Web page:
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Imaging Study Details the Menstrual Cycle’s Effects on the Brain

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The body undergoes several physiological during the menstrual cycle, driven by hormonal fluctuations. But how do these hormones impact the brain?

A new study, published in Nature Mental Health, investigated how rhythmic oscillations in hormones shape brain structure during the reproductive years.

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Understanding the rhythmic flow of sex hormones

Estradiol is a crucial sex hormone in the female body, which dominates during the first half of the menstrual cycle and peaks during ovulation. Similarly, progesterone plays a vital role, peaking five to nine days after the luteal phase in the second half of the cycle.

Ovarian hormones have been found to impact the brain previously. Studies have shown that early menopause may be associated with an increased risk of brain aging and dementia. However, there is a lack of research concerning how these hormones may impact brain structure earlier in life.

Ovarian hormone fluctuations shape structural brain plasticity

 Dr. Julia Sacher, professor in the department of neurology at the Max Planck Institute, and colleagues collected blood samples from 27 female participants to measure their hormone levels to determine where they were in their cycle.


Ultra-high field 7 Tesla MRI was used to capture the subregions of the medial temporal lobe and hippocampus, areas of the brain that are dense with sex hormone receptors, at six time points during the menstrual cycle:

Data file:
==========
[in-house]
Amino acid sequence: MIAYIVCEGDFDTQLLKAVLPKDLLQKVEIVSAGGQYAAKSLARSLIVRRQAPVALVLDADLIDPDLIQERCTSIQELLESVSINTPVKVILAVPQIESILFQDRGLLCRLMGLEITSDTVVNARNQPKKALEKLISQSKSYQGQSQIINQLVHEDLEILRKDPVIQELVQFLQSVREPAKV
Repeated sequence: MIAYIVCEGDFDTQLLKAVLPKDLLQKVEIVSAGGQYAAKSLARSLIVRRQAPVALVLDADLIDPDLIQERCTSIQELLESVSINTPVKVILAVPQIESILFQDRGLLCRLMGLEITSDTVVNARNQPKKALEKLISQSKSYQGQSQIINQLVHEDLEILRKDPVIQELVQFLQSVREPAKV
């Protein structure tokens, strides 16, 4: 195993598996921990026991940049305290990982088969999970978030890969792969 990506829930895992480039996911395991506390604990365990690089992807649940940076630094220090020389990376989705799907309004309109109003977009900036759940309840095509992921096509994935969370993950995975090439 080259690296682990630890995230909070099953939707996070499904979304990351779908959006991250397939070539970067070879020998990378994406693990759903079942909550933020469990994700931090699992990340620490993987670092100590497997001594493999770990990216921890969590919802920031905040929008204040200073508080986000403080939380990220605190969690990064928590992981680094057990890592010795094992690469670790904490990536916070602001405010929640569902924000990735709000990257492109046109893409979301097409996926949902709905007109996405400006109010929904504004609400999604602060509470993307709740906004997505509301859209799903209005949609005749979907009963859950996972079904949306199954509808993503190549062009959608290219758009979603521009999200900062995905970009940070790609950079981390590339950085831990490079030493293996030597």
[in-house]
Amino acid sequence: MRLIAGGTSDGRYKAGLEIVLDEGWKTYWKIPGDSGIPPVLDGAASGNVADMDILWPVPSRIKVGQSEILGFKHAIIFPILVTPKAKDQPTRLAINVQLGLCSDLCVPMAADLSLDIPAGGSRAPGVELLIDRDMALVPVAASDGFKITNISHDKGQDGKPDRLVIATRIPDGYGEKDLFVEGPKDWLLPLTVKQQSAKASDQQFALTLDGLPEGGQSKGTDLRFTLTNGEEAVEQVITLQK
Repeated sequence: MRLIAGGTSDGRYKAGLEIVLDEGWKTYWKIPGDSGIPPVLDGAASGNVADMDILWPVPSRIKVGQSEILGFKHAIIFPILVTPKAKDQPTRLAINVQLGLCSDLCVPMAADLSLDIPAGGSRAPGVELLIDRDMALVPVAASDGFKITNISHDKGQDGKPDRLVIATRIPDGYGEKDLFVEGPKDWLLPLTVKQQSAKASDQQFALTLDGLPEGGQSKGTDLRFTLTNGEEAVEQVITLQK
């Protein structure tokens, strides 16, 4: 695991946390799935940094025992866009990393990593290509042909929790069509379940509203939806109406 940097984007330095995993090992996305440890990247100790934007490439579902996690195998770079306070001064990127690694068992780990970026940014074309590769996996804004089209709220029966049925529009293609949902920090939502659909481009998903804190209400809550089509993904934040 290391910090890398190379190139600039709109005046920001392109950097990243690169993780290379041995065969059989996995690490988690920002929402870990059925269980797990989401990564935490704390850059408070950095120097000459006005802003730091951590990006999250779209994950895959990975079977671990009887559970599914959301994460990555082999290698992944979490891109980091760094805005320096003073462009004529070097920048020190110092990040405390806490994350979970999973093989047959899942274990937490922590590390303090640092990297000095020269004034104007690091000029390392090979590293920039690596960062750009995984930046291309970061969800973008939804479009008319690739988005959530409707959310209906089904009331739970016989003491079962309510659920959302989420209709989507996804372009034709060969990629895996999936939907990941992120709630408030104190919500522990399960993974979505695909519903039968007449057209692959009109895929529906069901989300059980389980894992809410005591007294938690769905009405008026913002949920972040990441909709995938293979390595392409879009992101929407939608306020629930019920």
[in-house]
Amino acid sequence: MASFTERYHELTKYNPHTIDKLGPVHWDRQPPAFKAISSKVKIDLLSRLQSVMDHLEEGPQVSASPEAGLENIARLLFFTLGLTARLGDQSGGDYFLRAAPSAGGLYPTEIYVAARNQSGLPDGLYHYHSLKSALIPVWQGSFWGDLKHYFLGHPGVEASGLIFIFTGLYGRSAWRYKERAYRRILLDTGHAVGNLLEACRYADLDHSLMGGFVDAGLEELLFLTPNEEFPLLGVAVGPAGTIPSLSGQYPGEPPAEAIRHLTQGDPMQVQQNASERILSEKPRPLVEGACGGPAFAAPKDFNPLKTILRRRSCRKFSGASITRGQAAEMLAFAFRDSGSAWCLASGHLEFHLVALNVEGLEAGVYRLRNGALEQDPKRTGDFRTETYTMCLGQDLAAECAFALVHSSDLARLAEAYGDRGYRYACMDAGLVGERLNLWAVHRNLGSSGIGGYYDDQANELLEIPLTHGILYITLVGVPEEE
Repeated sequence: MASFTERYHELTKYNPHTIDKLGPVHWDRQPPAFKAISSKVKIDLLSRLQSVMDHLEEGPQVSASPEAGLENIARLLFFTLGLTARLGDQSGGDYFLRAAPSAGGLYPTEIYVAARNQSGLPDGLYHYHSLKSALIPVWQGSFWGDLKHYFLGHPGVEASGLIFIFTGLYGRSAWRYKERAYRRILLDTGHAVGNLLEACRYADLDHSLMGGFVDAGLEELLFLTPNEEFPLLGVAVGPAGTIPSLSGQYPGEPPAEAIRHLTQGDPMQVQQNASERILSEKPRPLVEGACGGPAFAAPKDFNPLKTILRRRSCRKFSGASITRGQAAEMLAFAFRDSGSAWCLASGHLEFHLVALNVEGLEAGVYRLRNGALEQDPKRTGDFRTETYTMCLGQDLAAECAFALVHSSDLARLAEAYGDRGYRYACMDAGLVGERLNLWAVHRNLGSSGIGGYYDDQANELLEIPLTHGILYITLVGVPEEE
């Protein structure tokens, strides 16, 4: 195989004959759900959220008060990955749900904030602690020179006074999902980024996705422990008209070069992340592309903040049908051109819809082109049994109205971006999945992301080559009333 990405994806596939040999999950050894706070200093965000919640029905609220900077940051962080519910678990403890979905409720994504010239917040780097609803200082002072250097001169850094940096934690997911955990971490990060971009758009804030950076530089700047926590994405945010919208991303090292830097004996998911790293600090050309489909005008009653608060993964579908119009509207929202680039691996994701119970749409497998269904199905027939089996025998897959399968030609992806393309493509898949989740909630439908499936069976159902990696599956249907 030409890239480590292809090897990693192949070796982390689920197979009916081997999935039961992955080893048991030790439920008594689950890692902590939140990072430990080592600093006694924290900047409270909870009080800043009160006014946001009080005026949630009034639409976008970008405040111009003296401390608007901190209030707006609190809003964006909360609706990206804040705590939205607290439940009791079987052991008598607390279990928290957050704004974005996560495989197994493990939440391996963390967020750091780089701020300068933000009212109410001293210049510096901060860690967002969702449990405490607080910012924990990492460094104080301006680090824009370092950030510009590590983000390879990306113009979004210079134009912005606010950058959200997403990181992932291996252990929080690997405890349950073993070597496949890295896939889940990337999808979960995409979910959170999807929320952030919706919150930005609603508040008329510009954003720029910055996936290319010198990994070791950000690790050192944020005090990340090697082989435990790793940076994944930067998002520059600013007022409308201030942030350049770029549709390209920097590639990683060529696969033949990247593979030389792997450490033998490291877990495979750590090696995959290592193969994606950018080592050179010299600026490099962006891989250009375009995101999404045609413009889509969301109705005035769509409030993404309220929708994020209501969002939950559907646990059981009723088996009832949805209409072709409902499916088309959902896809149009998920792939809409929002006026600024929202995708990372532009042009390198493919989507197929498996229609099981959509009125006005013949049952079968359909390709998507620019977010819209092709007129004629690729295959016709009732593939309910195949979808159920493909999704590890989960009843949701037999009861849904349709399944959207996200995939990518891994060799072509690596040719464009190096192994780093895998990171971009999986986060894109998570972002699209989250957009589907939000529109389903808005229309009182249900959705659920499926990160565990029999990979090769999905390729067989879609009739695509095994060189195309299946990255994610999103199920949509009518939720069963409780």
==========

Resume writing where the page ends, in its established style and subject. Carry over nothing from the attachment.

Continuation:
• Menstrual (<five days menses onset)
  • Pre-ovulatory (≤two days before ovulation)
  • Ovulation (≤24h of ovulation)
  • Post-ovulatory (two days after ovulation)
  • Mid-luteal (six to 8 days after ovulation) and
  • Premenstrual (≤three days next menses onset).


Sacher and team found particular regions in the medial temporal lobe, vital for episodic memory and spatial cognition, expanded when estradiol levels increased, and progesterone levels decreased.


These changes in brain structure were concealed when analzying the hippocampus as a whole, demonstrating a potential limitation of studies that traditionally assess the hippocampus as a single structure.


"We were able to determine that these brain areas remodel themselves in synchronization with the menstrual cycle,” said Sacher.

Exploring hormonal influences on memory and mood disorders

The team plans to investigate whether these rhythmic changes may be altered in individuals at risk for memory and affective disorders.


"In general, the female brain is still massively understudied in cognitive neuroscience. Even though sex steroid hormones are powerful modulators of learning and memory, less than 0.5% of the neuroimaging literature considers hormonal transition phases, such as the menstrual cycle, the influence of hormonal contraceptives, pregnancy and menopause,” Sacher said.


“We are committed to addressing this fundamental research gap. To identify the mechanisms underlying risk and resilience to mental health disorders, such as depression or Alzheimer’s disease, we need a deeper understanding of how the healthy female brain adapts to change," Sacher concluded.


Reference: Zsido RG, Williams AN, Barth C, et al. Ultra-high-field 7T MRI reveals changes in human medial temporal lobe volume in female adults during menstrual cycle. Nat Mental Health. 2023;1(10):761-771. doi: 10.1038/s44220-023-00125-w

This article is a rework of a press release issued by the Max Planck Institute. Material has been edited for length and content.